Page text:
Georgians Favor Casino Gambling, Split On Sports Betting: Poll

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Georgians Favor Casino Gambling, Split On Sports Betting: Poll
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Voters overwhelmingly support casino gambling in Georgia but are split when it comes to online sports betting, according to a recent public opinion poll.

What Georgia Polls Showed About Gambling

A statewide survey conducted Sept. 25-Oct. 4 shows casino gambling with a commanding lead of 30 percentage points. The survey question, “Do you support or oppose allowing casino gambling in Georgia?” resulted in the following responses: 

  • 59.7% support
  • 29.1% oppose
  • 11.3% don’t know

Georgia online sports betting is not generating as much support as legalized casino gambling. Asked, “Do you support or oppose making online betting on professional sporting events legal?” the responses were:

  • 45.6% support
  • 42.6% oppose
  • 11.8% don’t know

The sports betting question falls within the margin of error of +/- 3.1 percentage points, meaning a public sports betting vote could go either way, with the undecideds tilting the decision to one side or the other.

The telephone survey of 1,030 likely general election voters was conducted by the School of Public and International Affairs Survey Research Center at the University of Georgia. Interviews were conducted in English.

Sports Betting Legal In Most States

On Nov. 8, questions about legalizing casino gambling and online sports betting will not be on the ballot in Georgia.

However, both issues are expected to surface during next year’s legislative session under the Gold Dome in Atlanta. Legislators deciding how to vote on a gaming bill might find value in a survey showing the public's sentiment. Gaming issues would require a public vote to change the state constitution.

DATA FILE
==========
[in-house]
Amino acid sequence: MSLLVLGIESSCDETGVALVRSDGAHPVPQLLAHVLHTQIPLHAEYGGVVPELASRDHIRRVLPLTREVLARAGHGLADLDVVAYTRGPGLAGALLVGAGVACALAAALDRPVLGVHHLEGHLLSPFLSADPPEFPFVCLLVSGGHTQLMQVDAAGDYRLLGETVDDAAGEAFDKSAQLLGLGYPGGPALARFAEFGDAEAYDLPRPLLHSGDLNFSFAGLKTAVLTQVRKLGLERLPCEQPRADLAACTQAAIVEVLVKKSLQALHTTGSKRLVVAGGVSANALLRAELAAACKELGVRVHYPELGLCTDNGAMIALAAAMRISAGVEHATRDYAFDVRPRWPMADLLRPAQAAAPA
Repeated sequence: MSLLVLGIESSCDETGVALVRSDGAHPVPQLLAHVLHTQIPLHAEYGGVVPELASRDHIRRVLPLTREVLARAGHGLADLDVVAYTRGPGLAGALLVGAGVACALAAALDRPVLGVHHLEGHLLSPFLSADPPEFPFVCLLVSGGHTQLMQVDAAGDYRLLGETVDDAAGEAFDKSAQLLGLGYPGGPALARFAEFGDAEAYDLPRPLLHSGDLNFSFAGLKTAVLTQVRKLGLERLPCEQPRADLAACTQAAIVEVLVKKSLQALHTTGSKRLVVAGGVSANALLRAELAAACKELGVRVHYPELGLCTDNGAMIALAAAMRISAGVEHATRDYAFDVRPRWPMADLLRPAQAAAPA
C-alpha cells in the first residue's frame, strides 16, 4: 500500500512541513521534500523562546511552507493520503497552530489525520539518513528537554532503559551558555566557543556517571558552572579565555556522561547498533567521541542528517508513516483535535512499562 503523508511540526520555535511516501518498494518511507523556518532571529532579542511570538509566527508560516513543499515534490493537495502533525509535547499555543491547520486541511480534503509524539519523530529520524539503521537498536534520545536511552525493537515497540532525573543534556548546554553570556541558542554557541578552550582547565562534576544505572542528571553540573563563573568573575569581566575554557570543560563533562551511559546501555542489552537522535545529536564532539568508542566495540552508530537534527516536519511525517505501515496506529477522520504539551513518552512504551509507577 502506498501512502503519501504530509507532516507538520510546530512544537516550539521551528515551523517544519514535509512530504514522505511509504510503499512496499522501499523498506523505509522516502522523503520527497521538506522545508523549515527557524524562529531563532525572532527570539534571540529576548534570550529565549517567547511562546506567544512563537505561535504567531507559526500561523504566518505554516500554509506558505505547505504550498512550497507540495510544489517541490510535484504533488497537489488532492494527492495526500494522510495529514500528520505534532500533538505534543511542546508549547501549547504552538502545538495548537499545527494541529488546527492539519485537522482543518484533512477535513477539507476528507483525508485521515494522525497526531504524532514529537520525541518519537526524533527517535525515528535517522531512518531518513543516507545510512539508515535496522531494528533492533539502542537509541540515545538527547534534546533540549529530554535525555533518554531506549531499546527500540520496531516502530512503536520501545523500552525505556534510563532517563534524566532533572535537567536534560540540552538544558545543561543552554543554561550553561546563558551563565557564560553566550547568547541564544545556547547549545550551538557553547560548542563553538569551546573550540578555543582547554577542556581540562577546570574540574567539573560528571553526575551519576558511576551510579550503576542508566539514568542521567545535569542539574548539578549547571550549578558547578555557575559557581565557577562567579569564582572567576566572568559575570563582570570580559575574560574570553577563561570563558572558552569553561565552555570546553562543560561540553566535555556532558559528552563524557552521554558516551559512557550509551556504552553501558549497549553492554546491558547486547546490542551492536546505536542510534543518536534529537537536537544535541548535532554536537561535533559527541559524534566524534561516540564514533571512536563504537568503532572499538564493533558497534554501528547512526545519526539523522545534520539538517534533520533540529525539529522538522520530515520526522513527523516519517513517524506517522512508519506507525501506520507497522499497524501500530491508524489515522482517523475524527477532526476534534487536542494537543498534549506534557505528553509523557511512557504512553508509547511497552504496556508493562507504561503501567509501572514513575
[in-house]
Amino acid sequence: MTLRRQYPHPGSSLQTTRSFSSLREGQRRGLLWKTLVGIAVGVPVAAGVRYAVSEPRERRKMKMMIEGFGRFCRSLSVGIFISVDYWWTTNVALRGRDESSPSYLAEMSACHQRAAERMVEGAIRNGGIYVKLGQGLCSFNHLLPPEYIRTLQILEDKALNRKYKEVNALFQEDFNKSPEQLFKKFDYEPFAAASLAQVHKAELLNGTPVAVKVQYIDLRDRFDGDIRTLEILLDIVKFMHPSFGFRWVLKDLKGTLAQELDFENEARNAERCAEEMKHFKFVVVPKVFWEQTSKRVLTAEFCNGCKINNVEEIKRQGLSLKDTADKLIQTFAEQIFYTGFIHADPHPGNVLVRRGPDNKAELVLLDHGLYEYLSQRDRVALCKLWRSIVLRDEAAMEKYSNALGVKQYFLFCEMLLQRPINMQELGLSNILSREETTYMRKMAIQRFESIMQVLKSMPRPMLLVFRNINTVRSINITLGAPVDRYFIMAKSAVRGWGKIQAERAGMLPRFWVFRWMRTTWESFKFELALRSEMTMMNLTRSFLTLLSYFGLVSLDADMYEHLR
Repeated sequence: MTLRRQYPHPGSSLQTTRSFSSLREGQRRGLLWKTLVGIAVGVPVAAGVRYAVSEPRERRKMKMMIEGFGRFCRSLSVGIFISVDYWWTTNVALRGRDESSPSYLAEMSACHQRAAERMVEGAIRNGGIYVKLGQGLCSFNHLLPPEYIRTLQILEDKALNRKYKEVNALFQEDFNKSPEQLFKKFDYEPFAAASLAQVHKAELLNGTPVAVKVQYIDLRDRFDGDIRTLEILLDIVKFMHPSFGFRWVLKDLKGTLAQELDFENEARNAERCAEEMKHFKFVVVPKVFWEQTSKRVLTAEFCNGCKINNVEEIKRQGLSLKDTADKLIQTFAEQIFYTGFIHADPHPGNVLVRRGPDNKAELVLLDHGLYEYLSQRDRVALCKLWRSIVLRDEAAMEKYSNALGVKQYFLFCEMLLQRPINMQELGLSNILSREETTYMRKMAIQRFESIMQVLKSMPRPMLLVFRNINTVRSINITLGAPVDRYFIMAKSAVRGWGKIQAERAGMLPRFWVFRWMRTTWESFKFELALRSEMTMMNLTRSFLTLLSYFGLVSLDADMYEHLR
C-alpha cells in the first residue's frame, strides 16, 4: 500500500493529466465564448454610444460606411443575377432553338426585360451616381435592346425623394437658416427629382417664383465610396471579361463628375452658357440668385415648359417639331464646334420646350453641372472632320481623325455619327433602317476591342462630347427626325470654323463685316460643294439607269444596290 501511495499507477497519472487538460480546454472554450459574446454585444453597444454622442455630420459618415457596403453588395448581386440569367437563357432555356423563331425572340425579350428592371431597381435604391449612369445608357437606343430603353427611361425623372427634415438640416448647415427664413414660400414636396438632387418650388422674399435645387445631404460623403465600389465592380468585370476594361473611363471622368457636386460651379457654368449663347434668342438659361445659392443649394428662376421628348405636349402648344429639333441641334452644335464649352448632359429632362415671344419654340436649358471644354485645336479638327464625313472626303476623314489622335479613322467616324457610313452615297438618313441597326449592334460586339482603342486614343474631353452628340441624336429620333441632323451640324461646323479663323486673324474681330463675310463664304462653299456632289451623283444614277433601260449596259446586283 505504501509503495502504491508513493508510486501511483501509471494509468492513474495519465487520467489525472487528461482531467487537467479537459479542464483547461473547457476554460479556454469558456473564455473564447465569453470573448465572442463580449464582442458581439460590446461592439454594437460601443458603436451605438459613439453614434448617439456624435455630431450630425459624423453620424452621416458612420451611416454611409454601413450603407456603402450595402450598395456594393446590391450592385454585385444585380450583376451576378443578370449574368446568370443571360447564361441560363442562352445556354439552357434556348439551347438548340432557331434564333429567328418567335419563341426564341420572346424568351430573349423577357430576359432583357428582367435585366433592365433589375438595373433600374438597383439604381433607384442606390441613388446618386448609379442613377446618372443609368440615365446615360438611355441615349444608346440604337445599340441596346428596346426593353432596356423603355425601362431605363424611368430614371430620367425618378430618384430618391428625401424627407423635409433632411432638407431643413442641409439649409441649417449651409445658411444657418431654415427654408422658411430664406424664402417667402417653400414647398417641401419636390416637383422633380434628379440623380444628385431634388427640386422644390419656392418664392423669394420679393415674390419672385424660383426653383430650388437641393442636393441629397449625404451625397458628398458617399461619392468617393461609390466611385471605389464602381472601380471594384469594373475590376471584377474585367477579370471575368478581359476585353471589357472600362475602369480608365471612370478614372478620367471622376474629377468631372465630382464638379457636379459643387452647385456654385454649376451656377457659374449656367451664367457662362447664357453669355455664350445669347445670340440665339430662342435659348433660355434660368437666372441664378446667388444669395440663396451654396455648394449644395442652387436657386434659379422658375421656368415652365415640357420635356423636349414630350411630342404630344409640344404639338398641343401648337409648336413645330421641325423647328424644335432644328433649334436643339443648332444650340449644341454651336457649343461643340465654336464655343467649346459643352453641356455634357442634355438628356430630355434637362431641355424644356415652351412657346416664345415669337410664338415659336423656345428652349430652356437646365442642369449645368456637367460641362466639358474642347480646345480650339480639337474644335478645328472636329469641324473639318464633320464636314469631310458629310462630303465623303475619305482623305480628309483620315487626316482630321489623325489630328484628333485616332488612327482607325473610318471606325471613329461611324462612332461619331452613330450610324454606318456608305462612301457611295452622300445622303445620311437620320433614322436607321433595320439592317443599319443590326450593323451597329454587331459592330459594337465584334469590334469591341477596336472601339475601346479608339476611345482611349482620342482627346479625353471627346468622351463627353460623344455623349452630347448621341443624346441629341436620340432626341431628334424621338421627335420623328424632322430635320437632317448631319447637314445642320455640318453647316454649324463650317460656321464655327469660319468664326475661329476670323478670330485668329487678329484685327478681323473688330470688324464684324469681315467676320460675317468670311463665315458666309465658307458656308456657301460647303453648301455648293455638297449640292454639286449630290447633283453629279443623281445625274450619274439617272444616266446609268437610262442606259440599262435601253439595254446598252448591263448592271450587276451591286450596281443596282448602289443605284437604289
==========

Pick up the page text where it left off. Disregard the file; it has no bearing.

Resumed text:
Previous efforts to legalize sports betting and other forms of Las Vegas-style gaming have failed at the Legislature. 

Lawmakers who favor legalized gaming, especially sports betting, contend residents are using illegal websites to wager on sports or are driving out of state to bet where it’s legal, costing Georgia millions in tax revenue.

Currently, Tennessee is the only state bordering Georgia with legal sports betting. In Tennessee, sports wagering is limited to mobile apps, such as those offered by DraftKings Sportsbook and FanDuel Sportsbook. Tennessee does not have brick-and-mortar casinos or land-based sportsbooks.

Nationwide, sports betting is legal and live in 31 states and Washington, D.C. It is legal but not yet operational in five more states.

Of the 11 states that are home to university athletic programs in the Southeastern Conference, sports betting is legal in only four — Arkansas, Louisiana, Mississippi and Tennessee. The SEC's University of Georgia currently is the No. 1 ranked team in the Associated Press Top 25 college football poll.

Governor Candidate Airs Pro-Sports Betting Ads

In Georgia, the sports betting issue has surfaced in Democratic challenger Stacey Abrams’ effort to unseat Republican Gov. Brian Kemp.

Abrams has run television ads in support of sports betting, saying she wants to legalize it “to invest in education for our young people.”

Abrams says Kemp has blocked sports betting in Georgia, letting tax dollars go out of state.

While Kemp in recent months has expressed his opposition to legalized casino gaming, the governor has taken no position on sports betting, according to spokesman Tate Mitchell.

The recent University of Georgia poll shows Kemp leading Abrams 51% to 40.7%, with a Libertarian candidate at 2.3% and undecideds at 6%.

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Larry Henry

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